Resilient -- there's simply no other word that describes the U.S. economy.
It has been faced with so many challenges during the past few years, and yet it's actually growing stronger -- at least by several key measures. You can also chalk it up to a bit of good luck. After the Great Recession of 2008, many companies continued to invest in growth, even as consumers were trembling with fear. Nowadays, consumer spending is beginning to have a tangible effect on the economy, even as key corporate metrics start to wane. If these pillars of the economy can remain healthy in 2013, then we may finally be able to witness economic growth with breakaway speed.
To have full grasp of these pillars, here are nine key metrics, how they've trended in 2012 and what we can anticipate for 2013.
|1. Consumer sentiment is clearly strengthening|
| Earlier this summer, consumer-sentiment surveys were pointing to trouble ahead. Whether it was the early days of discussions about the looming "fiscal cliff," uncertainty about the presidential election or renewed fears that European and Asian economies would fall off the rails, consumers had ample reason for concern. Yet in recent months, they've decided "to heck with it," and for reasons that are hard to pinpoint, consumers have been feeling much perkier recently. October's measure of 88.1 was the highest in more than five years on the Thomson Reuters/University of Michigan Consumer Sentiment Index.
|2. This housing rebound is for real|
| One possible explanation for brightening consumer sentiment: The housing market has clearly turned the corner, with monthly existing home sales and median home prices rising at a roughly 10% pace for much of the year, compared with year-earlier measures. Rising home prices tend to bolster consumers' sense of wealth, which can unlock discretionary spending. Another sign of housing support: The monthly supply of unsold homes has fallen from 7.9 months worth of inventory to a recent 5.4 months, according to the National Association of Realtors.
|3. A steadily improving|
| Although the prevailing sense of a weak job market remains, the numbers point to a brightening trend. After a pullback this summer, nonfarm payrolls have expanded by at least 148,000 in each of the past four months. What is especially impressive is the relative resiliency of the job market in the face of shrinking government payrolls. The question for the months ahead: Will a grand bargain from Washington to avert the fiscal cliff entail more federal job cuts? If so, then the private sector will need to show its mettle to take up the slack.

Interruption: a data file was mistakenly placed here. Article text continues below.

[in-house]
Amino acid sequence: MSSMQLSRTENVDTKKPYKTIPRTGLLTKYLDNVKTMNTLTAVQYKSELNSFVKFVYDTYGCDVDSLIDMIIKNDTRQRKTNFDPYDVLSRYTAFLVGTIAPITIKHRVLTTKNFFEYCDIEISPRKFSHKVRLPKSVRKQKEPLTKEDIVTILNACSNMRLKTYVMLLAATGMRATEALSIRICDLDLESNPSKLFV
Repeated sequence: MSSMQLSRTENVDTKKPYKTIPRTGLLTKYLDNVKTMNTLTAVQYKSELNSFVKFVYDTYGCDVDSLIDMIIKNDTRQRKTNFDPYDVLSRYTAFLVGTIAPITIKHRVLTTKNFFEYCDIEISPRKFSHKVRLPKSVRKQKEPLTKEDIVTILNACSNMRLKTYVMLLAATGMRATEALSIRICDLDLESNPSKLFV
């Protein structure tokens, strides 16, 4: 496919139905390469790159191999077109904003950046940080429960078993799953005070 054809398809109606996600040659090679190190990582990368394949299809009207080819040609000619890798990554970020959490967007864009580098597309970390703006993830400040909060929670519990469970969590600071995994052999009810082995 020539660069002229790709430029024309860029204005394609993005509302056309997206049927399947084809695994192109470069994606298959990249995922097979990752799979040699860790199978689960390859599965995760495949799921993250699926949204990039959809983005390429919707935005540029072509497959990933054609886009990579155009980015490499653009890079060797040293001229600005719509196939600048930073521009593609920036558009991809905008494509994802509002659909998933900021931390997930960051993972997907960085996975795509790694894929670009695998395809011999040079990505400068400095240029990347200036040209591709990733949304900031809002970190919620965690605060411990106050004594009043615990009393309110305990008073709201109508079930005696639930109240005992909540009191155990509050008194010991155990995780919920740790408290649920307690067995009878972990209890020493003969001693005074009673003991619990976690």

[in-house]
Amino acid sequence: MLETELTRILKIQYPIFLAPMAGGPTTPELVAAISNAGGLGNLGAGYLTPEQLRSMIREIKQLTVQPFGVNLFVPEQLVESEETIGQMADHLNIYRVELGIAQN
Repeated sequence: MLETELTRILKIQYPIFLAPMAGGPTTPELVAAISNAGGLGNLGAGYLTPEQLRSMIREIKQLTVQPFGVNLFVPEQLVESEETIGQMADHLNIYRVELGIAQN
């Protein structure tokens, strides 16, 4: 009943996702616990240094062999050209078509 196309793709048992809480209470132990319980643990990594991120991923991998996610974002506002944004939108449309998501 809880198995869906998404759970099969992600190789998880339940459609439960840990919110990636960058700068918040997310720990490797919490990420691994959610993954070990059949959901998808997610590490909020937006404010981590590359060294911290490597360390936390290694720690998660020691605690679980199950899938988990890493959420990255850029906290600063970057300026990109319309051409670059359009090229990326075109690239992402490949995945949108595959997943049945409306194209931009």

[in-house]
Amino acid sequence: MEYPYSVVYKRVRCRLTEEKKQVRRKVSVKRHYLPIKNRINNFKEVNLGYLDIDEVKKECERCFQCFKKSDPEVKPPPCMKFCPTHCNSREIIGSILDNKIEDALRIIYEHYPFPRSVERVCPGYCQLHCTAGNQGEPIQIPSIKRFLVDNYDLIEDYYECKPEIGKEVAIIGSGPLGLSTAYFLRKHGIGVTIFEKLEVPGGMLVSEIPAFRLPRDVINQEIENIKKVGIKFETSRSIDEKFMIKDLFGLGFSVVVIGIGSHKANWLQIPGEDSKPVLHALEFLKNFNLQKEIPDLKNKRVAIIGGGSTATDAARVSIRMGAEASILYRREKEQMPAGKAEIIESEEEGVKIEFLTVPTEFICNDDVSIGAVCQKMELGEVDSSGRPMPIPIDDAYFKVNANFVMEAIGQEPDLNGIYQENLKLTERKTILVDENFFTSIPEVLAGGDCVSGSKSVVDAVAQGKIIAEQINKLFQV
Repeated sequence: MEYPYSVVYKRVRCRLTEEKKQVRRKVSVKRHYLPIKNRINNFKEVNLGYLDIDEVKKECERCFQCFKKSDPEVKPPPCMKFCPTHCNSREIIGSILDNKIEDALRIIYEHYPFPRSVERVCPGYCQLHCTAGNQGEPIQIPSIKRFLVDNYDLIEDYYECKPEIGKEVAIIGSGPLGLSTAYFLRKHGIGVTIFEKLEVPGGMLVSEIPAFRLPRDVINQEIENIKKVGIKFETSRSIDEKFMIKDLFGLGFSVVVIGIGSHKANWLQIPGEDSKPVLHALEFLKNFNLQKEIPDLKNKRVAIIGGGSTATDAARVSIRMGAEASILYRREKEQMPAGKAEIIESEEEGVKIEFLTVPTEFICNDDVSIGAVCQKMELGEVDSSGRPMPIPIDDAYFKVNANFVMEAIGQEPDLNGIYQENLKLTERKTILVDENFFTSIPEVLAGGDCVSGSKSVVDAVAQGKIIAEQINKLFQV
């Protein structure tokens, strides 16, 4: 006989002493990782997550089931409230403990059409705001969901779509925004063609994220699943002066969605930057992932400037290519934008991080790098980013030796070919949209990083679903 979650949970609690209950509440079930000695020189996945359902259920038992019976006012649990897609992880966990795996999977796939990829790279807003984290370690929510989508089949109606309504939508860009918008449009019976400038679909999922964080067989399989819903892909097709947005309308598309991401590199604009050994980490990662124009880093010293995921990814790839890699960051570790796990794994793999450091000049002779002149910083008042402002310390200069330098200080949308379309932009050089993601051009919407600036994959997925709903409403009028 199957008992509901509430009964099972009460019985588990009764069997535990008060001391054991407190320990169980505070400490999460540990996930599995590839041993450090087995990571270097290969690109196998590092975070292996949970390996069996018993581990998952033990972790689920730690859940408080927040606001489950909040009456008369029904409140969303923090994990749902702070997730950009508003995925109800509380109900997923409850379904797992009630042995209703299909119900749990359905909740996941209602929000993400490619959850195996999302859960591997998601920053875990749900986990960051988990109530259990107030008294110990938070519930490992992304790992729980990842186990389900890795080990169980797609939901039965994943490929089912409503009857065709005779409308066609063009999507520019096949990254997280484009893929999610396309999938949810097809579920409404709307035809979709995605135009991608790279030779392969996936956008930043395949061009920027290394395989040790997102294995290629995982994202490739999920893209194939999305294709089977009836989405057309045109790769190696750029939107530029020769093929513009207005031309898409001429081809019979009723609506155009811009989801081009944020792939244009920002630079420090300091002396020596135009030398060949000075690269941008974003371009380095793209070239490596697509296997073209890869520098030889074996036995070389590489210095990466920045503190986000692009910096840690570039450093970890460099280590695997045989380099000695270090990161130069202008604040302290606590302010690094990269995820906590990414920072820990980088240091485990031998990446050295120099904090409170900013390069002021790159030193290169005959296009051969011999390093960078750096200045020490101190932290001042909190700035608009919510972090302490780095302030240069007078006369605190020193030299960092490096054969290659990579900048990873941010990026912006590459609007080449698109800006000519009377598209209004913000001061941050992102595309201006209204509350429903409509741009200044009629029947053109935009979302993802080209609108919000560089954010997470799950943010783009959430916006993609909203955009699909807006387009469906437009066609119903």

|6. Purchasing agents getting busier|
| Perhaps in response to still-lean inventories, companies appear to have started placing more orders. The Institute for Supply Management's Purchasing Manager Index (PMI) rose to 52.8 in November, the highest reading since May. Any number of more than 50 signals an expansion in the manufacturing sector.
|8. The Chicago Fed's bleak view|
| I've saved the worst for last. I looked at the Chicago Fed National Activity Index (CFNAI) in June, and this broad-based measure of economic activity has only worsened since then. In fact, the index's -0.56 reading for October is the lowest in several years. The CFNAI has an uncanny ability to predict quarterly gross domestic product (GDP) growth rates, so the recent negative readings imply weak economic growth in the current quarter.
Risks to Consider: The size and scope of looming government budget cuts and tax increases could create a drag on the economy, so you need to track these data points quite closely as we head into spring.
Action to Take --> A clear trend has emerged. Consumers are leading the way even as corporate America seems to be on shakier ground. But once Washington comes to a budget deal, corporate spending may reverse course and the stage may be set for a more robust economy in 2013.